I stripped down the steel part of the frame, and removed all the old paint and rust with an angle grinder.  I primed the frame with self-etching primer, and spray painted it red.

Before painting the frame, I briefly reassembled the trike to take it to the Swapfest garage, and finally collect some power and time data to compare it to the rest of the MIT small electric vehicle fleet.  For some reason the Kelly controller started to cut out almost immediately, making the trike useless.  Somehow during the reassembly process the sensor timing seems to have gotten messed up, despite the fact that I know the sensor positions did not change.  This, plus the continual other Kelly controller problems I've had (inability to max out the current limit, over current shutdown in the higher gears) lead me to buy a high-speed version of the same Kelly controller.  According to Shane, the high speed controllers have higher PWM frequency, which means less current ripple.  The (assumed) reason the Kelly's sometimes shut down rather than current limiting as they are supposed to is that the current control loop is not fast enough to prevent current spikes from exceeding the hard overcurrent shutdown.  Faster PWM means smaller current spikes and a faster current control, which should prevent the over current protection from being tripped.

The controller upgrade turned out to be a mixed bag.  It does seem to have fixed the overcurrent shutdown.  I can now full throttle in eighth gear from a stop without shutting off the controller, which I could never have done before.  However, acceleration felt slower than with the old controller.  A clamp meter on a motor phase read a max current 0f 75-80 phase amps during acceleration, which is well shy of the 120 peak amps the controller is rated for.  Unfortunately, I never did the same test with the old controller, so I can't directly compare numbers.  It feels off though.  More testing and diagnostics will come later.

Science Time
Before the cleaning and controller upgrade, Jaguar and I took the trike to the Stata parking garage to do some test laps with a wattmeter inline with the battery.  Using the pillars and dividers in the parking garage as obstacles, we've come up with a fun track involving a combination of tight turns, slalom, and straight-aways.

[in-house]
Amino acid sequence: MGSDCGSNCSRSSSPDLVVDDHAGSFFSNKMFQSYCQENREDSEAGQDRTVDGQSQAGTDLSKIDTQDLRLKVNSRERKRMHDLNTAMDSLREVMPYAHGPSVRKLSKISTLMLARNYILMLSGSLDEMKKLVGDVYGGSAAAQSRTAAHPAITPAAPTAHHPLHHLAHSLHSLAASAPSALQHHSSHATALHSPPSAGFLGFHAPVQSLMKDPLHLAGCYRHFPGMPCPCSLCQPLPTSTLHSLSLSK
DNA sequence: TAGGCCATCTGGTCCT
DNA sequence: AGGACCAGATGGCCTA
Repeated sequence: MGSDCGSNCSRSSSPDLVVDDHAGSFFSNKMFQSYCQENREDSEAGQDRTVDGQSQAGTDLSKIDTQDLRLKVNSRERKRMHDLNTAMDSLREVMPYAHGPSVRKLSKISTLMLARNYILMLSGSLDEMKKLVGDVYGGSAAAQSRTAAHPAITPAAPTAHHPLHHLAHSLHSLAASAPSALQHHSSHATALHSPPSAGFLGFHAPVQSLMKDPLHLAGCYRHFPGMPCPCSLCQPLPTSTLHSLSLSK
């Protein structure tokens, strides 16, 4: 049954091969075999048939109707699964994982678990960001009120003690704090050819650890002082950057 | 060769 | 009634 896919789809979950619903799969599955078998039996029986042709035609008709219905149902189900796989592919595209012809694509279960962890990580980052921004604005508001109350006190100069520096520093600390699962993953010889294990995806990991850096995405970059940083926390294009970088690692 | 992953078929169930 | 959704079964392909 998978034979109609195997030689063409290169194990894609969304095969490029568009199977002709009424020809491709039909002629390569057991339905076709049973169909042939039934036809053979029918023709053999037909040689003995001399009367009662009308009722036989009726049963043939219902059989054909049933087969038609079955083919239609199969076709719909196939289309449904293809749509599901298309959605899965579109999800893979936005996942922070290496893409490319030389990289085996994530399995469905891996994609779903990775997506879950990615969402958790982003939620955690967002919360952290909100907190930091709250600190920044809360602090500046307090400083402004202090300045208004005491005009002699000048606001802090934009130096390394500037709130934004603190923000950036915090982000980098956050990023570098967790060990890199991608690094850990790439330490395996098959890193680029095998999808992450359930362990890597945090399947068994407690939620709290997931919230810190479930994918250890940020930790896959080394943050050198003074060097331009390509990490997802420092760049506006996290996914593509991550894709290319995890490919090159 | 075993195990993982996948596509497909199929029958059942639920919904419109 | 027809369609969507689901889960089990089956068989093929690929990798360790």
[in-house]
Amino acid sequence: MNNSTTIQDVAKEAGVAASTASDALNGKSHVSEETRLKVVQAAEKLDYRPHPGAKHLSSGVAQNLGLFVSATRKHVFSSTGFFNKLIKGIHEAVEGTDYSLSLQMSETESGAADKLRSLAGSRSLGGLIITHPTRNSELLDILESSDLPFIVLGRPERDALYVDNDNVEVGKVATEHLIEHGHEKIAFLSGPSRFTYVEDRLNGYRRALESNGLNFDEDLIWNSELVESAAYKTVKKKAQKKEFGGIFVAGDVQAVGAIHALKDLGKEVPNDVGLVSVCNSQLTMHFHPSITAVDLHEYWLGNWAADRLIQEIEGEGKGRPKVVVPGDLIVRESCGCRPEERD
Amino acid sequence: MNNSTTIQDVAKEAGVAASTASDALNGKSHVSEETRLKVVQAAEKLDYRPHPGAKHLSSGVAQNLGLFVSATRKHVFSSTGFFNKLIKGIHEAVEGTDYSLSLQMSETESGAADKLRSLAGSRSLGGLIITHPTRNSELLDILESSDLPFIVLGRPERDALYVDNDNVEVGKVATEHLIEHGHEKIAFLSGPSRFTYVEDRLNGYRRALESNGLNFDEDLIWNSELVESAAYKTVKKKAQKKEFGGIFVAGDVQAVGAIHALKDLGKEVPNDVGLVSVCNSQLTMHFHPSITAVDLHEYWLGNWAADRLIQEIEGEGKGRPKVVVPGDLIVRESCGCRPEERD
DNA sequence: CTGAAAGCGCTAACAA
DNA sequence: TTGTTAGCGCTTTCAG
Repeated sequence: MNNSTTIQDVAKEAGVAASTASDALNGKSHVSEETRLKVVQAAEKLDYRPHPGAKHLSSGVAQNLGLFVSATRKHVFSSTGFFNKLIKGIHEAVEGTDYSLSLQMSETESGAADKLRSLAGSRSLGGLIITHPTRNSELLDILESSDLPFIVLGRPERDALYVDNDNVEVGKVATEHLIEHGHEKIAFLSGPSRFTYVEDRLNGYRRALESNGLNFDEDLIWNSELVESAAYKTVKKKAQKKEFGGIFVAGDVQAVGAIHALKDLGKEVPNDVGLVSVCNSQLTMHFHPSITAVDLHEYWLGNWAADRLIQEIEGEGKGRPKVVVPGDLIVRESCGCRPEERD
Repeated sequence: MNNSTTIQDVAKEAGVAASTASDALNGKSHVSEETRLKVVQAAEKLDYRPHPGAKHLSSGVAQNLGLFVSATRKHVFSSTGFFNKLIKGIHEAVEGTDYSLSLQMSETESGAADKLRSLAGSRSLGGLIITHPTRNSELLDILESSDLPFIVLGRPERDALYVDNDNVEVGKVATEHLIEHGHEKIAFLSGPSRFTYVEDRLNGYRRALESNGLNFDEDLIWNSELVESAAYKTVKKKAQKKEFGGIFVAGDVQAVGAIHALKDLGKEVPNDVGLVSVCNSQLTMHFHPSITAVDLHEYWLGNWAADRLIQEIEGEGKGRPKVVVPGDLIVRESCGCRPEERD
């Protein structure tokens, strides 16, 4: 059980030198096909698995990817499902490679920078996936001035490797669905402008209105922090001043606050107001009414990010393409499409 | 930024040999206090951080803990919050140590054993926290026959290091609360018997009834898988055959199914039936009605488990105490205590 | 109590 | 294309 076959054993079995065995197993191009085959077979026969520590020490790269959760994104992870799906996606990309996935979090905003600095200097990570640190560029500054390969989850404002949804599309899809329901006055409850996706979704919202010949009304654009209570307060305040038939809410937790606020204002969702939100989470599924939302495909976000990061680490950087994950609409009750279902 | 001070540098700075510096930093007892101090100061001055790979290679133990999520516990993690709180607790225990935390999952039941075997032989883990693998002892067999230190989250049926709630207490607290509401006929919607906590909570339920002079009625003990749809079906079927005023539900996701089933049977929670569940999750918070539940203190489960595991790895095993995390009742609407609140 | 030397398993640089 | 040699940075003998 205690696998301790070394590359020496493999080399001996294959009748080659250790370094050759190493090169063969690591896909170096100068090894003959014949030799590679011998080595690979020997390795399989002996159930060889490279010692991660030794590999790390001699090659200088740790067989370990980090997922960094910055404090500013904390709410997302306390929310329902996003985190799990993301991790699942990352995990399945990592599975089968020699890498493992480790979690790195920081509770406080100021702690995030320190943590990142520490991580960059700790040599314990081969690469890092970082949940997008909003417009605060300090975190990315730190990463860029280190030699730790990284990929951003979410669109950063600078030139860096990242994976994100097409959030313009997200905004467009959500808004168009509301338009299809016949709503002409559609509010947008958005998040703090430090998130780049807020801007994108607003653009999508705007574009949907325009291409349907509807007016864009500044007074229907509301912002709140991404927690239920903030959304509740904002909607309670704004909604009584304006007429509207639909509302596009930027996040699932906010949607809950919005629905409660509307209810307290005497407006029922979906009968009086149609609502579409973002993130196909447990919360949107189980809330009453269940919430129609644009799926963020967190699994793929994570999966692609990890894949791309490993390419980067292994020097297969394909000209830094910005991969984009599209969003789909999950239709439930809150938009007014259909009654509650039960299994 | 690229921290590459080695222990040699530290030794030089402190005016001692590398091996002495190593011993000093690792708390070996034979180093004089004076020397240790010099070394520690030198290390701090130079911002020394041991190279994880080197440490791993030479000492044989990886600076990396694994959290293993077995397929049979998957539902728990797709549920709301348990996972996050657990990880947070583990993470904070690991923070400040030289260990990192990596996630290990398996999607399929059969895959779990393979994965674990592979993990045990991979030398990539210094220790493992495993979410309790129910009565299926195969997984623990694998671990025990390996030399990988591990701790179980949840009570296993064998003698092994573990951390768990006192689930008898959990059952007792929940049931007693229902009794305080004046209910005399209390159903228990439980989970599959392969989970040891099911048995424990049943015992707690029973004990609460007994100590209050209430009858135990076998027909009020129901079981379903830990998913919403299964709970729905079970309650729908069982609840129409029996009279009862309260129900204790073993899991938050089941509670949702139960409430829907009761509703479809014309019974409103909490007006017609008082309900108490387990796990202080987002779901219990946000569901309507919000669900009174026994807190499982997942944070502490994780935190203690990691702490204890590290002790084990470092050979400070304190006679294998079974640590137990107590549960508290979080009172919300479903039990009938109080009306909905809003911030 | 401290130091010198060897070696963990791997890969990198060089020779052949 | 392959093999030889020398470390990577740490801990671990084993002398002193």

We each did at least one test lap in each of the eight gears, as well as some laps using all the gears.  The results were a bit surprising.

The first graph is Watt-hours consumed vs lap time, a metric taken from Charles and Shane's garage vehicle testing.  The number by each point corresponds to the gear used.  My laps are the red x's, and Jaguar's the blue o's.  First thing you notice is that gears 1 and 2 use way less energy than the others.  I'm fairly sure that this is because in gears 1 and 2, you can basically full throttle the entire lap without ever needing to brake.  Constant high speed operation is where electric motors are the most efficient.  Times for first and second gear were not as slow as I expected either.  I think this can be attributed to the shorter line you can drive at lower speed.  In first and second gear the trike as an incredibly tight turning radius, so you can take all the corners sharply and travel less distance over the lap.

Also interesting is that using all eight gears is barely any faster than using just using 4, 5, or 6th gear.  My best time with all 8 beat my 5th gear time by .75 seconds out of ~30, which is definitely within normal lap-time deviation.  Just fifth gear was significantly more efficient, using over an entire Watt-hour less energy over the lap.

Now Watt-hours*seconds vs gear.  The difference between my results and Jaguar's comes mostly from weight.  Results past 5th or 6th gear I don't think are completely valid, because in those gears it was impossible to max out the throttle without the Kelly controller cutting out.  So power consumption was lower and times higher than they could have been in the top gears.

Something else interesting was that the watt-meter never recorded battery side current greater than about 65 amps, or 2.6 kW.

The only conclusion I can really make from the data is that (for driving around this test track) if you are not really good at shifting, trying to use the gears will make you slower.  Your best bet is to just stick to 5th gear.  I've been riding the trike for a while now, and my multiple gear time was barely better than just 5th gear time.